We have legalized technical debt and started making time for it in sprints. We agreed on the proportion of 70% vs 30%, where 30% was allocated for the technical debt.

Over the course of a year, we were able to draw all critical competencies into the team, abandoned vendors and internalized the development. The influence of each on the development results and on the implemented solutions has increased significantly. The developers’ immersion in the product and the client context has grown significantly. Accordingly, the semantic load “Why?” Has qualitatively changed.

We launched the Discovery process – significantly increased the immersion in the “client’s skin”. Now all our ideas, as to what it seems to us that the client would be useful, we check directly with the clients. Created an environment ready to experiment and a culture of willingness to experiment.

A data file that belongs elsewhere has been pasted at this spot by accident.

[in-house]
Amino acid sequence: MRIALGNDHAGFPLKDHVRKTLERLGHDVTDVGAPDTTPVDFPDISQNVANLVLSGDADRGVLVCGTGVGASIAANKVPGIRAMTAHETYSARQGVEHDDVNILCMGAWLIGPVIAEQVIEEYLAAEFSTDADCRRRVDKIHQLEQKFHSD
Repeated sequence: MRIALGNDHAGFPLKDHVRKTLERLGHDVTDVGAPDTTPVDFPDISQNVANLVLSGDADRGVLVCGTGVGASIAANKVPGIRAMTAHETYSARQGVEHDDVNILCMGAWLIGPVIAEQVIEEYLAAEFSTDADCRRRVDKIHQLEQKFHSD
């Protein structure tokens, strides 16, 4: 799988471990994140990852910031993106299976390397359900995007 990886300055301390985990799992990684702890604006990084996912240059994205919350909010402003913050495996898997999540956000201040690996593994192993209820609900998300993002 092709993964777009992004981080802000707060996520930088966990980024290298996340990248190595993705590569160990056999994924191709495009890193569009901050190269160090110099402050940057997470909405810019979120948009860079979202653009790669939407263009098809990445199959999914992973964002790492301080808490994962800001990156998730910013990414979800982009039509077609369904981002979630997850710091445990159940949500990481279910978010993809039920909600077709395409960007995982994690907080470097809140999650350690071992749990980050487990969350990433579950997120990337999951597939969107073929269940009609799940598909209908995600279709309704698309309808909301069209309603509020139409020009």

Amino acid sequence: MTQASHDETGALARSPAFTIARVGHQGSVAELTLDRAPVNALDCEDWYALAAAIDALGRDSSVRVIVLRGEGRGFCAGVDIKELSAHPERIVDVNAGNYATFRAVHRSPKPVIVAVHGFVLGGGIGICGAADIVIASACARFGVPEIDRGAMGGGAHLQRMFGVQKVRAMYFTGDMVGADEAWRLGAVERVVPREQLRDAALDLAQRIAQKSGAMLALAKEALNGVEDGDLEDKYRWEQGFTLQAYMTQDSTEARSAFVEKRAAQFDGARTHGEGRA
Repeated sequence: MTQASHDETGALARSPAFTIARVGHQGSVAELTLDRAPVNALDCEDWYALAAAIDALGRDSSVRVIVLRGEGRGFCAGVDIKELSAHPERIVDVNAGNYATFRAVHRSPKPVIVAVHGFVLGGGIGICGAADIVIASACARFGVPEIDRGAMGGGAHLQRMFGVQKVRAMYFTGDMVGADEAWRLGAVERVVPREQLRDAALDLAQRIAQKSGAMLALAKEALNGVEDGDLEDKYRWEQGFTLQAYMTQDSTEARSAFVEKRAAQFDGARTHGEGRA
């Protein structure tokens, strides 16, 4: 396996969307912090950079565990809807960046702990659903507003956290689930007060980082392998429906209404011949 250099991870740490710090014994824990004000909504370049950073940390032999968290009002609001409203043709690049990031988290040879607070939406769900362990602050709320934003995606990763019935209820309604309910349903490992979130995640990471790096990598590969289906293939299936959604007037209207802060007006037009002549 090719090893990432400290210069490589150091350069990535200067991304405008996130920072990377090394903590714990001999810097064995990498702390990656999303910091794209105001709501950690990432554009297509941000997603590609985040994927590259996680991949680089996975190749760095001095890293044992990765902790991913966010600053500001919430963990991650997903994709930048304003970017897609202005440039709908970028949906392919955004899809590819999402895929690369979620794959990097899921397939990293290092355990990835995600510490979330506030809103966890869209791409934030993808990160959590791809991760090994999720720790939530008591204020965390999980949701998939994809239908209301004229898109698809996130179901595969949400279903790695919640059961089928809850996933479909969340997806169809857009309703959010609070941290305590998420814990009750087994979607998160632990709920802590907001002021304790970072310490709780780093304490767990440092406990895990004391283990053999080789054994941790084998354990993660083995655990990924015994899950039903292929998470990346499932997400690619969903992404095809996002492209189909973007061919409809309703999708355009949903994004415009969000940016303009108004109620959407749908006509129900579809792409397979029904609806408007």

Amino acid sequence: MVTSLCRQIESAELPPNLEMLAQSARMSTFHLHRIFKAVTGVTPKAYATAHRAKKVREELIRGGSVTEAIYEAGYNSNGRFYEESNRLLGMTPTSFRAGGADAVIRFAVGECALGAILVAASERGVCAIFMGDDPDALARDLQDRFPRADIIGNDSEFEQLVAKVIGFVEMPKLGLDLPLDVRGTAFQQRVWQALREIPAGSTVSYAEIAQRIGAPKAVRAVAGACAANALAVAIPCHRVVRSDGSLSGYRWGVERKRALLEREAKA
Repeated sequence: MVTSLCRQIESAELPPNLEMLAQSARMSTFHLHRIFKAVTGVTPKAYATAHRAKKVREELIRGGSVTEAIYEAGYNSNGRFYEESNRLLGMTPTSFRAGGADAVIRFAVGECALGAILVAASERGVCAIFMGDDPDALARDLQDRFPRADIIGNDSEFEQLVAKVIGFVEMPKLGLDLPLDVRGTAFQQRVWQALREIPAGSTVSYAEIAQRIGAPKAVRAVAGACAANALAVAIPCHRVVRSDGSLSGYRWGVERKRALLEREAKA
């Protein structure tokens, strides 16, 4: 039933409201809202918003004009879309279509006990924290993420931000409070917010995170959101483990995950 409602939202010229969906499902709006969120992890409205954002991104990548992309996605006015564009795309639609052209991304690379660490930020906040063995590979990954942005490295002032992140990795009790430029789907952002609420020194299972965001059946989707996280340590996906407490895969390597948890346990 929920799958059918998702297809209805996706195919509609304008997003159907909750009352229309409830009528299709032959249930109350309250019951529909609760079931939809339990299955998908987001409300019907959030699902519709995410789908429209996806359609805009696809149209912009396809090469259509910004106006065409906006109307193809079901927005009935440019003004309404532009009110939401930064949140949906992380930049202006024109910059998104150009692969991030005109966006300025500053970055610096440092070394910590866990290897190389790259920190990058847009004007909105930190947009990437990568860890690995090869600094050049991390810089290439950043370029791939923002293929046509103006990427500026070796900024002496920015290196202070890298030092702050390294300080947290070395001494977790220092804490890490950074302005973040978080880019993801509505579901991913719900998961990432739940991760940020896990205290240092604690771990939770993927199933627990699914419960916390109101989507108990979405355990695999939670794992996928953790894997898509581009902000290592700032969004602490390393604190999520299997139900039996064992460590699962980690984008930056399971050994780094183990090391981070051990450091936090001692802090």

Implemented CI / CD.

We covered virtually all the functionality of the WEB application with autotests, which significantly reduced the time and labor costs for manual regression.

We have begun the transition to a microservice architecture, which should add more independence to the development teams.

We have introduced a system for monitoring applications and hardware: now in on-line mode it is possible to monitor the status of one and the other, and sometimes receive signals before calls from clients go. We have built a number of dashboards for monitoring business indicators, including KPIs in automatic mode.

During the year we managed to do a lot, but our path still continues.

PS I deliberately did not write about the stages of Scrum implementation. You can read a lot about this now. If interested, then I can write a separate article.